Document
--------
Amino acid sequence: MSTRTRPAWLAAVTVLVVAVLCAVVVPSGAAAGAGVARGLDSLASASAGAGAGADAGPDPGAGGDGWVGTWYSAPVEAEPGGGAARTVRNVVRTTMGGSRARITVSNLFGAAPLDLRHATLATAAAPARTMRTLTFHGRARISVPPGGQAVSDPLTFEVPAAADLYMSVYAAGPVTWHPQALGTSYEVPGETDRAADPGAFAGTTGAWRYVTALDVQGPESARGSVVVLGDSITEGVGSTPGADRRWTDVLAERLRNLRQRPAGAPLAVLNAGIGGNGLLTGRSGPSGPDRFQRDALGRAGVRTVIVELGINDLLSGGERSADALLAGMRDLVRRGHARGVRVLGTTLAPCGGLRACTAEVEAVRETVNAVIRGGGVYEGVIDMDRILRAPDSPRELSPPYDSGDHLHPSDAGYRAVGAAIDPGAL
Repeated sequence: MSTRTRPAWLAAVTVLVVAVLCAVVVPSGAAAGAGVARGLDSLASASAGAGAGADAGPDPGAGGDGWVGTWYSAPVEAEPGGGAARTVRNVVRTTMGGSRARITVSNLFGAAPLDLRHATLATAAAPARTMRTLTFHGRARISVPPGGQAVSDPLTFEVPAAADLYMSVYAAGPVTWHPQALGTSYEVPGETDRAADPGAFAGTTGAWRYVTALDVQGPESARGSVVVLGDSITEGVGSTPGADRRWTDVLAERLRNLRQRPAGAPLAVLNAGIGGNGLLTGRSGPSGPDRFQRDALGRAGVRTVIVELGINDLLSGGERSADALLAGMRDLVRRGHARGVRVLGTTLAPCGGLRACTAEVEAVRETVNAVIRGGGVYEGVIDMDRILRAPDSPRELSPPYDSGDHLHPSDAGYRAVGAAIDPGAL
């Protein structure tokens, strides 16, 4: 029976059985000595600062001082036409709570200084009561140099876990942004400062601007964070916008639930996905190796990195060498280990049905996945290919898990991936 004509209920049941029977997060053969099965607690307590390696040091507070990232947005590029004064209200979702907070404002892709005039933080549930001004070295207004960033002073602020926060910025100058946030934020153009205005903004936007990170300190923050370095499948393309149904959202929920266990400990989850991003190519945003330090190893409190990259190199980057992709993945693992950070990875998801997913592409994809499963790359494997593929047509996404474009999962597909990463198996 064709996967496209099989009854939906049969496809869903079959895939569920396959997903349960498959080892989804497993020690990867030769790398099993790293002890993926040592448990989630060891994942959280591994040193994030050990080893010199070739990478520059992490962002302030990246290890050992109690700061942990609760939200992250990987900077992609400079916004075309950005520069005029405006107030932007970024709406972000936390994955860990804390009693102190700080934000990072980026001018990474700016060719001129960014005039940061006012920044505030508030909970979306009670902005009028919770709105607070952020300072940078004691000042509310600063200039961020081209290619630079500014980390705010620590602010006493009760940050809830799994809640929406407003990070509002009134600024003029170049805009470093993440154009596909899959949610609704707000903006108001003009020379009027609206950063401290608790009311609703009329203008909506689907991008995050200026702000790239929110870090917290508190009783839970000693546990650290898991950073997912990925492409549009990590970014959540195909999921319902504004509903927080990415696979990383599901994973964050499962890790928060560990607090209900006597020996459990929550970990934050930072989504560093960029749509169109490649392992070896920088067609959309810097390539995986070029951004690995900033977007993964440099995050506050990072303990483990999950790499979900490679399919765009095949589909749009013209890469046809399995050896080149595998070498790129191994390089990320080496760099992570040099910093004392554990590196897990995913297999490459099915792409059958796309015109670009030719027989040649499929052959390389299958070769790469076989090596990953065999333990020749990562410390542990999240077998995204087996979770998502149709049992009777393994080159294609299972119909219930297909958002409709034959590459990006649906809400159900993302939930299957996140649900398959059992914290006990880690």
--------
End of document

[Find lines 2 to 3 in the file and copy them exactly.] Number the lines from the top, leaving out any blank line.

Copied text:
Repeated sequence: MSTRTRPAWLAAVTVLVVAVLCAVVVPSGAAAGAGVARGLDSLASASAGAGAGADAGPDPGAGGDGWVGTWYSAPVEAEPGGGAARTVRNVVRTTMGGSRARITVSNLFGAAPLDLRHATLATAAAPARTMRTLTFHGRARISVPPGGQAVSDPLTFEVPAAADLYMSVYAAGPVTWHPQALGTSYEVPGETDRAADPGAFAGTTGAWRYVTALDVQGPESARGSVVVLGDSITEGVGSTPGADRRWTDVLAERLRNLRQRPAGAPLAVLNAGIGGNGLLTGRSGPSGPDRFQRDALGRAGVRTVIVELGINDLLSGGERSADALLAGMRDLVRRGHARGVRVLGTTLAPCGGLRACTAEVEAVRETVNAVIRGGGVYEGVIDMDRILRAPDSPRELSPPYDSGDHLHPSDAGYRAVGAAIDPGAL
């Protein structure tokens, strides 16, 4: 029976059985000595600062001082036409709570200084009561140099876990942004400062601007964070916008639930996905190796990195060498280990049905996945290919898990991936 004509209920049941029977997060053969099965607690307590390696040091507070990232947005590029004064209200979702907070404002892709005039933080549930001004070295207004960033002073602020926060910025100058946030934020153009205005903004936007990170300190923050370095499948393309149904959202929920266990400990989850991003190519945003330090190893409190990259190199980057992709993945693992950070990875998801997913592409994809499963790359494997593929047509996404474009999962597909990463198996 064709996967496209099989009854939906049969496809869903079959895939569920396959997903349960498959080892989804497993020690990867030769790398099993790293002890993926040592448990989630060891994942959280591994040193994030050990080893010199070739990478520059992490962002302030990246290890050992109690700061942990609760939200992250990987900077992609400079916004075309950005520069005029405006107030932007970024709406972000936390994955860990804390009693102190700080934000990072980026001018990474700016060719001129960014005039940061006012920044505030508030909970979306009670902005009028919770709105607070952020300072940078004691000042509310600063200039961020081209290619630079500014980390705010620590602010006493009760940050809830799994809640929406407003990070509002009134600024003029170049805009470093993440154009596909899959949610609704707000903006108001003009020379009027609206950063401290608790009311609703009329203008909506689907991008995050200026702000790239929110870090917290508190009783839970000693546990650290898991950073997912990925492409549009990590970014959540195909999921319902504004509903927080990415696979990383599901994973964050499962890790928060560990607090209900006597020996459990929550970990934050930072989504560093960029749509169109490649392992070896920088067609959309810097390539995986070029951004690995900033977007993964440099995050506050990072303990483990999950790499979900490679399919765009095949589909749009013209890469046809399995050896080149595998070498790129191994390089990320080496760099992570040099910093004392554990590196897990995913297999490459099915792409059958796309015109670009030719027989040649499929052959390389299958070769790469076989090596990953065999333990020749990562410390542990999240077998995204087996979770998502149709049992009777393994080159294609299972119909219930297909958002409709034959590459990006649906809400159900993302939930299957996140649900398959059992914290006990880690």